Did you know there was an Indian reservation on or near Jellystone Park? There wasn’t in the TV cartoons but, time and time again, native stereotypes from a reserve make appearances in the Yogi Bear Sunday comics. It happened twice out of the five comics from 50 years ago this month. Two other comics feature bees and the fifth has a worm that’s smarter than the smarter than the average bear.
Yogi was still syndicated on TV but I’ve found more and more newspapers dropped his comic strip (for example, when these strips were published, people in parts of Southern California could watch Yogi on Tuesdays on KTLA 3, KCOP 13 on Thursdays and Fridays on KOGO 10). However, by sheer accident, I’ve discovered the Ogdensburg Journal in New York had a two-page Sunday comic section starting at the end of January 1965. One page was the full Yogi Bear and Flintstones colour comics. Better still, it appears the copies of the newspapers on-line are not some photocopies of old scratchy microfilms; they look like the papers were put through a scanner. So hurray for the New York State Historic Newspapers Site.
Boo Boo is sure getting a kick out of the plumber gag that ends the October 3rd comic. Note the embarrassment lines around Yogi’s head in the final panel. Ranger Smith makes a cameo appearance. It seems odd that the hammy Yogi would suddenly bolt from having his picture taken, but the writer had to get to the plot. You think a comic would be able to get away with “redskin” today?
A worm jumping in a hole to escape isn’t terribly creative, but that’s what we get in the October 10th comic. I like how the worm thinks an exclamation mark to himself. Yogi has conjoint eyes when he wakes up. Boo Boo makes a cameo appearance. Yogi reads in italics in the opening panel; was this common in comics? I’ve always liked how the words emitted by characters and things form designs; Yogi’s “Zzzzz” and the clock’s “Rrrrring” are good examples.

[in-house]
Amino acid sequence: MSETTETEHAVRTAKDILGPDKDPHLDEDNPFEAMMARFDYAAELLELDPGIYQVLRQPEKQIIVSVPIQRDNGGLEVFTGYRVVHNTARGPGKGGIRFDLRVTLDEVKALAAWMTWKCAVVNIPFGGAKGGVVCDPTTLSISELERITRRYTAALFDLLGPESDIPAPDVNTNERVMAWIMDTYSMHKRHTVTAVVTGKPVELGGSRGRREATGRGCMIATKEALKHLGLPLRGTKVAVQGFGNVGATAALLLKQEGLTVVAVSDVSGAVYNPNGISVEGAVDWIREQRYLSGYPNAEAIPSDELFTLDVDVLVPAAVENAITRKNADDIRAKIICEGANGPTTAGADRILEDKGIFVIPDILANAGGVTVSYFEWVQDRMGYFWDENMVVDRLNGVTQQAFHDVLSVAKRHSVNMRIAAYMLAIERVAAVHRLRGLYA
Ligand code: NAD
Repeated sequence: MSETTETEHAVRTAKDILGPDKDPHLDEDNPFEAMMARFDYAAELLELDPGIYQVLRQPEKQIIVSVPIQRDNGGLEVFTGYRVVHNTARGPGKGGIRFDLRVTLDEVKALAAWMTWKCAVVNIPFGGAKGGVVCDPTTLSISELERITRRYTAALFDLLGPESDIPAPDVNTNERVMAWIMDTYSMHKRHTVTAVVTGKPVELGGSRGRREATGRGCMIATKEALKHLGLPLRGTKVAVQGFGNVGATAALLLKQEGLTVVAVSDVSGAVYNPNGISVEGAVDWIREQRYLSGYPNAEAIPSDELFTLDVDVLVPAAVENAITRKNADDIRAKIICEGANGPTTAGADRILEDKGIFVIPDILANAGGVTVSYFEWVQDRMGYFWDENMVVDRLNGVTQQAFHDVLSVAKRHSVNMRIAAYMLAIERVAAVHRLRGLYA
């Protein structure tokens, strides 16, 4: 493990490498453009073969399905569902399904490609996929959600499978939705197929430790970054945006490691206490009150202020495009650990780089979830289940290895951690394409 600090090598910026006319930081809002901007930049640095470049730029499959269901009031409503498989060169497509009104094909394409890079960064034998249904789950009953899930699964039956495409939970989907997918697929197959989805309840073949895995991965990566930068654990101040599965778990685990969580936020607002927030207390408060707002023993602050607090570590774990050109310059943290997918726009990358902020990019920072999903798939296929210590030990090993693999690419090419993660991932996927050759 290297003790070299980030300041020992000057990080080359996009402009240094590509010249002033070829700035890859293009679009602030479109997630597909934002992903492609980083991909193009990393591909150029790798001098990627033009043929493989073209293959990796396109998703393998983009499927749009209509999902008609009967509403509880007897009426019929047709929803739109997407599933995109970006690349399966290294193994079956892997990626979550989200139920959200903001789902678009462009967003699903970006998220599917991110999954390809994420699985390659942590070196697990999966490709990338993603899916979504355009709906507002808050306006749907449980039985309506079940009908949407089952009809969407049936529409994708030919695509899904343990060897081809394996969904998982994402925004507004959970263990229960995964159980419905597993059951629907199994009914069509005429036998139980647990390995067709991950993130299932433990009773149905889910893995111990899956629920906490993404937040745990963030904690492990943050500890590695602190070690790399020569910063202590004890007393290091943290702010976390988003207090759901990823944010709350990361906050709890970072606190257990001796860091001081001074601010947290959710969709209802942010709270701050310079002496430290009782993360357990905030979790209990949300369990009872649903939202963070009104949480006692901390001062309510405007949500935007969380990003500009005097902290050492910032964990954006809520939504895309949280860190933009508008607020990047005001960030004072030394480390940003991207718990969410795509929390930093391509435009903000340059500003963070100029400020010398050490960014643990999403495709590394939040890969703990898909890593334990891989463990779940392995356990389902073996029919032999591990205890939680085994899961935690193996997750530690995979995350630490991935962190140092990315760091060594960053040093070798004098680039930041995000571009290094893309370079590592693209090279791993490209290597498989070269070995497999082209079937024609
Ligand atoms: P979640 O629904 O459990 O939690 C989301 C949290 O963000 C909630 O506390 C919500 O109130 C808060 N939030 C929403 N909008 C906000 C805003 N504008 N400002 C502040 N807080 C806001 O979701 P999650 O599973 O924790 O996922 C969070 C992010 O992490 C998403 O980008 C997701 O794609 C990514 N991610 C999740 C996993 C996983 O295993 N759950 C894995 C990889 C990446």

The less said about the rebus groaner than ends the October 17th comic, the better. Dig the goofy horse in the top row with the masked eyes and a transistor radio accompanied by a fox tail. The double Yogi in the third row is effective. Final panel note: yes, kids did steal road signs years ago (today, they steal 420 mileposts). The final panel also shows the princess has an almost Boo Boo doll and is a fan of some singer with a Beatles haircut.
Bees play only an incidental role in the October 23rd comic and really have nothing to do with the plot. Many papers chopped off the top row of the three-row versions of comics so it has to be written to be dispensable. Ranger Smith should have known the punch line in the final panel might happen; he already points out that Yogi is clumsy. Considering the way the apple tree bends at a 90 degree angle, it’s more like a rubber tree.
The artist in the October 31st comic draws Yogi in a variety of positions. I like how bees are swirling around the hive-head in the final panel. Do beehives really get that big? Boo Boo has an uncharacteristic sneaky smirk. This comic has another thin silhouette panel in the top row; four of the five comics this month feature one.
As usual, you would be smart to go to Mark Kausler’s site to see the comics above in full colour along with his expert insights.
We’re on a month-to-month basis with these comic reprints (and with the blog, for that matter) but we can guarantee another edition of Yogi Bear comics in four weeks. The highlight is a special appearance by Huckleberry Hound, Quick Draw McGraw and Baba Looey.